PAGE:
Blue rinse

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A blue rinse is a dilute hair dye used to reduce the yellowed appearance of grey or white hair, typically associated with older women.[1][2] In a manner similar to laundry bluing, the blue rinse can make yellow-white hair appear blue-white.[citation needed]

The blue rinse gained popularity after Jean Harlow's appearance in the 1930 film, Hell's Angels.[1][2] Queen Elizabeth also contributed to the popularity of the blue rinse in the 1940s.[1][2]

In the United Kingdom, the phrase "blue rinse brigade" is a pejorative term used to describe elderly middle-class women of a conservative political persuasion. This group is often characterised as forming the backbone of local branches of the Conservative Party.[2][3]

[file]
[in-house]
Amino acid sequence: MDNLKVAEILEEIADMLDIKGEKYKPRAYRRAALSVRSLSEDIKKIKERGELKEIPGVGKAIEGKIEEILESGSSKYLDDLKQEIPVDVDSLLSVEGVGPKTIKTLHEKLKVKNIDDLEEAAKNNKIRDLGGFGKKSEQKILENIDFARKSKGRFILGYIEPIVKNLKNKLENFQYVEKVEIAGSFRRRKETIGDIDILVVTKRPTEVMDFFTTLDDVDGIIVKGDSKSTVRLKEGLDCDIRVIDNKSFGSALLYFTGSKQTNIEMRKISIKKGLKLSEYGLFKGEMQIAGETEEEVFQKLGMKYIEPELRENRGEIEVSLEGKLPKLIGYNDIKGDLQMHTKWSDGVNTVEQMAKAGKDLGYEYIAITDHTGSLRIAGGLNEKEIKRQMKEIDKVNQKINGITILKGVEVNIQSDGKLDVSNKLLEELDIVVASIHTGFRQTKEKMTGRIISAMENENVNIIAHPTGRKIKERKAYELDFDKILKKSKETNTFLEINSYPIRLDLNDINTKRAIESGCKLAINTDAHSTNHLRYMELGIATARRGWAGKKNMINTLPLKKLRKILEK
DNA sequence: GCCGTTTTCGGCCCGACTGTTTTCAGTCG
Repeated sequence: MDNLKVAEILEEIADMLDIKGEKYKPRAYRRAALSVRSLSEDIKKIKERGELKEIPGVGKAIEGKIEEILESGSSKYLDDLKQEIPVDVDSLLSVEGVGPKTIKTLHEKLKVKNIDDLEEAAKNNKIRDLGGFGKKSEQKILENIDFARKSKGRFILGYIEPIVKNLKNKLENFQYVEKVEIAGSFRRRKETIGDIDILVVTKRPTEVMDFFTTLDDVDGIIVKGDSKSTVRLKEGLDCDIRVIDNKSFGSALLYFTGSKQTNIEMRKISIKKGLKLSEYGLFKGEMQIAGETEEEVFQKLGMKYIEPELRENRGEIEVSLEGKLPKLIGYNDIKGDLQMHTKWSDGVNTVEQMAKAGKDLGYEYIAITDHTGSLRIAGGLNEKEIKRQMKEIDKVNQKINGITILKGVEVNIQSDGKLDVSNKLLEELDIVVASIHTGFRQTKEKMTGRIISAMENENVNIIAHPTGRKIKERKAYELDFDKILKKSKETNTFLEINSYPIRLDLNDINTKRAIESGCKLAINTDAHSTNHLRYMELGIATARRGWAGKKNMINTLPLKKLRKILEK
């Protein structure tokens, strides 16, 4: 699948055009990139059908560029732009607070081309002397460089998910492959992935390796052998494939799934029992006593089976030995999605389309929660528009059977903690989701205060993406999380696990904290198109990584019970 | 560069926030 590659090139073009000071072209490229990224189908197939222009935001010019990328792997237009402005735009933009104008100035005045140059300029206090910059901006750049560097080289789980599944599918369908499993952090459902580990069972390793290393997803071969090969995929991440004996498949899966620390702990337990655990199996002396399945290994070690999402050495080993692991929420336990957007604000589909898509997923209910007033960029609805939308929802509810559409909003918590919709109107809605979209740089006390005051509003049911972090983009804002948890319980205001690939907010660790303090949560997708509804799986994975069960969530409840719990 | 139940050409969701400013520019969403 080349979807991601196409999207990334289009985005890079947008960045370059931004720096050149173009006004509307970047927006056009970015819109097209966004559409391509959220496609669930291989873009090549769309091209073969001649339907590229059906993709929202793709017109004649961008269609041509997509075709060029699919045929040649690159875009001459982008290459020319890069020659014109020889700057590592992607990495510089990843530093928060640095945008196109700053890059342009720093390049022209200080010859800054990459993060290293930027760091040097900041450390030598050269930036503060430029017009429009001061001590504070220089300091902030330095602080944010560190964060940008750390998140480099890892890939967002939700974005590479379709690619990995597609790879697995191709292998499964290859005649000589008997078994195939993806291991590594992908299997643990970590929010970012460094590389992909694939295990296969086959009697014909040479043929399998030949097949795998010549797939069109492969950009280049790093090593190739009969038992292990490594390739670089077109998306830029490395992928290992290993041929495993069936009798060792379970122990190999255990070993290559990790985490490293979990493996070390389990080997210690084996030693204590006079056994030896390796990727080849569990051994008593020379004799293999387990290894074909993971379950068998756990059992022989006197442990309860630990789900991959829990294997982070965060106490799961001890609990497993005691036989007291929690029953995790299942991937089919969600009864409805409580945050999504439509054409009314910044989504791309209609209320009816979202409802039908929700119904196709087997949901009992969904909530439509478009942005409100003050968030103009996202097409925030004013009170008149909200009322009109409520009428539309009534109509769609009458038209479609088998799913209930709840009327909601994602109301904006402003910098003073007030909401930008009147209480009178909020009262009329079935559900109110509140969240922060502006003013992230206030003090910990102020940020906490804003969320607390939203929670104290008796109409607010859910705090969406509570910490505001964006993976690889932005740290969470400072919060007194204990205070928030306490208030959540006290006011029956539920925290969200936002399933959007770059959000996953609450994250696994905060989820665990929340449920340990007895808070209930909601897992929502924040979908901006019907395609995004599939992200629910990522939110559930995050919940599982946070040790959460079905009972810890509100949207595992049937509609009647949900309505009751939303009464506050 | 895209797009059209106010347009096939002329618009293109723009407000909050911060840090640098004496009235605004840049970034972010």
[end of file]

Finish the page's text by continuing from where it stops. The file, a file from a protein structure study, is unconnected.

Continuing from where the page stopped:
References[edit]

  1. ^ a b c Cunningham, Erin (9 July 2014). "Tangled Up in Blue: Young Stars and Their Blue Rinses". The Daily Beast. Retrieved 9 July 2014. 
  2. ^ a b c d Waite, Alicia (26 October 2011). "Welcome to the new blue-rinse brigade". Telegraph Media Group. Retrieved 9 July 2014. 
  3. ^ Bednarek, Antje (2012). ""Handbagging" the Feminisation Thesis? Reflections on Women in the Scottish Conservative and Unionist Party". In Torrance, David. Whatever Happened to Tory Scotland?. pp. 159–161. ISBN 0748646876.